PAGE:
•    Many police uniforms are blue because the color says confident, security, while being non-threatening.
•    As we aim to maximize our every minute, blue will become a more popular color because it enhances productivity. Weightlifters have proven to lift heavier weights in blue rooms.
•    Security is very important today. As we face difficult times, knowing that it’ll be OK is crucial.
•    With the good there’s the bad. Blue can also signify depression. “You’ve got the blues” is a nod to this attribute.
•    It is also the color of corporate and technology. As corporate entities recede into the background, technology will take center stage—keeping blue in the forefront.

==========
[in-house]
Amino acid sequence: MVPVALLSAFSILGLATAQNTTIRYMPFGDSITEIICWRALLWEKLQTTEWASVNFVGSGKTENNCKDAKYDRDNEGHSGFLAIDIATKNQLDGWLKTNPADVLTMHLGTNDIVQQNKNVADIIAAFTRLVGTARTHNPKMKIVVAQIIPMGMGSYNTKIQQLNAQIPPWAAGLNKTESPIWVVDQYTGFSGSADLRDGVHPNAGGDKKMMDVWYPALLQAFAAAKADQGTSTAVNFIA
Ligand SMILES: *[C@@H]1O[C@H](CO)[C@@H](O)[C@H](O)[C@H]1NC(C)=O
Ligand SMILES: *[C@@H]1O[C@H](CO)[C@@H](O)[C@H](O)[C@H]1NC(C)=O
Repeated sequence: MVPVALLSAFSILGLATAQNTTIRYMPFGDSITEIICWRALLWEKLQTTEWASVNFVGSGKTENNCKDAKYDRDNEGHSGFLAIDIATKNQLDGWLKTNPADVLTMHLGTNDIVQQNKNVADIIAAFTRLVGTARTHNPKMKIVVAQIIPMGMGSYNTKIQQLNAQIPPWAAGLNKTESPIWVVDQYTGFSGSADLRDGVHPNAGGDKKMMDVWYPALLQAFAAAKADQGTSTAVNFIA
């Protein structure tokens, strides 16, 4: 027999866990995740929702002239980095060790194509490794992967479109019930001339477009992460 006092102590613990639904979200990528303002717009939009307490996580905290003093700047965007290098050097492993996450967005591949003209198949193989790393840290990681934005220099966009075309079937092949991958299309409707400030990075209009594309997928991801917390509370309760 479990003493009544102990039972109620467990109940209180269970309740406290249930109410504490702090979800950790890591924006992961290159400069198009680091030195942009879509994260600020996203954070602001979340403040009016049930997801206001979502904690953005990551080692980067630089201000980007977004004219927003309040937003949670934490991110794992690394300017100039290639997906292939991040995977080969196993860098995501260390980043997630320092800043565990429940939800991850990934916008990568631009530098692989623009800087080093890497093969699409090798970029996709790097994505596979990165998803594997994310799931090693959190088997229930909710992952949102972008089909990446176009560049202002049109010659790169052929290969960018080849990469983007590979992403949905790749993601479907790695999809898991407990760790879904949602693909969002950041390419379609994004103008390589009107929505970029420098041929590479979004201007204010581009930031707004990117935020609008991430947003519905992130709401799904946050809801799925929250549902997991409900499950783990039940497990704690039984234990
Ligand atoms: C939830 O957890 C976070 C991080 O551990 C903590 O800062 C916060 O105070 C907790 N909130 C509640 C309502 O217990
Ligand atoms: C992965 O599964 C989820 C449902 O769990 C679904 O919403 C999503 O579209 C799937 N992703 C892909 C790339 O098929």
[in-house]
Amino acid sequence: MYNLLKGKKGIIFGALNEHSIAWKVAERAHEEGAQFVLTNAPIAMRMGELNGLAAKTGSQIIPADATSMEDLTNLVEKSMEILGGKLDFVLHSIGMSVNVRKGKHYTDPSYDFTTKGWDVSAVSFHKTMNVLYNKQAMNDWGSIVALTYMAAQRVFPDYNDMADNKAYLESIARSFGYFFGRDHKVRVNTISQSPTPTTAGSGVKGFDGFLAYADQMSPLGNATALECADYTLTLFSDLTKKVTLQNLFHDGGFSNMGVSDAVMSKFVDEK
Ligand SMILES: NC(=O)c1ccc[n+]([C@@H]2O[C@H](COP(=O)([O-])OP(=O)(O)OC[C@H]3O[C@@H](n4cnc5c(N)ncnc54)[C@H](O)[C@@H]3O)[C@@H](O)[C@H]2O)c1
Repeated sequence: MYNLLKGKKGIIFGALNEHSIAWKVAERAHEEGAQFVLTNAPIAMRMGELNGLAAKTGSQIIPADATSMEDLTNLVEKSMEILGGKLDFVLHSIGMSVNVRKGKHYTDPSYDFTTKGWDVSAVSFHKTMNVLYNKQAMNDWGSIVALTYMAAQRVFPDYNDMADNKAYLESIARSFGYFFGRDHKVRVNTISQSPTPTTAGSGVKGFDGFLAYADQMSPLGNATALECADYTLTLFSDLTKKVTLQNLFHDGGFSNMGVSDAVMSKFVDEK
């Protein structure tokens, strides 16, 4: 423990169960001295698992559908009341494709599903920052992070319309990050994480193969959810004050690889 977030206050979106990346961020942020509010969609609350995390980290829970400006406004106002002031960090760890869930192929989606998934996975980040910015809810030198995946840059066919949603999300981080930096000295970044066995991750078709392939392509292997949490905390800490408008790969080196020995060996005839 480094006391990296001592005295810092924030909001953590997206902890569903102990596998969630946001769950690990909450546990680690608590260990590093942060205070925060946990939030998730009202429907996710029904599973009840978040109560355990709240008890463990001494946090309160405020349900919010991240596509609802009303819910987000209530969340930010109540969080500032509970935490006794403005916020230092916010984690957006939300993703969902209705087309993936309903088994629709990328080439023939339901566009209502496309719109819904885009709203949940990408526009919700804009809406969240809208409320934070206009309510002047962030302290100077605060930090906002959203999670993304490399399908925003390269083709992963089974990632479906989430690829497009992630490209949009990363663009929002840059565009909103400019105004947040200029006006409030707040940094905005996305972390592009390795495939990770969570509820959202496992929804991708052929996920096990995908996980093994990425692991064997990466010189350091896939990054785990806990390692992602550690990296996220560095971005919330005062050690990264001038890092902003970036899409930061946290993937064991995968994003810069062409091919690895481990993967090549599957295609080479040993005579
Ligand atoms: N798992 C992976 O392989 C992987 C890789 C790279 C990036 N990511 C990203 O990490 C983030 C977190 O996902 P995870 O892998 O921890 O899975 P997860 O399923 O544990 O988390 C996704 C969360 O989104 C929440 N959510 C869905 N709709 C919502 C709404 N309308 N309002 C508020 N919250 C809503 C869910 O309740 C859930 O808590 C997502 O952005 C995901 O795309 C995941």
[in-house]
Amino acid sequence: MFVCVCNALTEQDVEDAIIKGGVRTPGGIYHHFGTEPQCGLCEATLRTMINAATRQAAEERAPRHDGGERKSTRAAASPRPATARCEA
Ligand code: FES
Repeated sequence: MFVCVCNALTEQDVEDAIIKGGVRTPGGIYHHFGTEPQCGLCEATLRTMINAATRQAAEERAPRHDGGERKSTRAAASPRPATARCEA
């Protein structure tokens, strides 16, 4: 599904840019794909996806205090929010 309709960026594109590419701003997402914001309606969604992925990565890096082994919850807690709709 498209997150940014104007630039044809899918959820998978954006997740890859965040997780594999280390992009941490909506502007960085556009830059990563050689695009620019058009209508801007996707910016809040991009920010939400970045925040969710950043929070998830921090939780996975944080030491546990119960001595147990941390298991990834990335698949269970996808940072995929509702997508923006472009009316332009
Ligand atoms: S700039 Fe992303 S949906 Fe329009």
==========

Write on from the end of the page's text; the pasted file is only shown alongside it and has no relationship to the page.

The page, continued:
Key Words
Confident, Loyal, Stability, Security, Productive, Depression, Technology

Brown: Simple Comfort

Emotional Value

•    Chocolate… what a perfect indulgence. It’s small, sweet and delicious. Though it’s the bane of many dieters, it still has a seductive, yet comforting quality that makes us, even for a minute, feel like everything is OK.
•    It’s also the color of dirt, giving it an earthy, environmental quality popularly coupled with green. Companies seeking to align their company with eco-friendly causes could benefit from brown.
•    For businesses that are going Back to Basics, brown is the color of choice. Its nature qualities give it a simple, outdoorsy feel.

Key Words
Comfort, Earthy, Eco, Simplicity, Nature

Green: Business Renewal

Emotional Value
Envy, Jealousy, Calm

•    Green will continue its rise in eco-conscious businesses. Green says nature as well as initiative, or go—particularly for western cultures (i.e. traffic lights).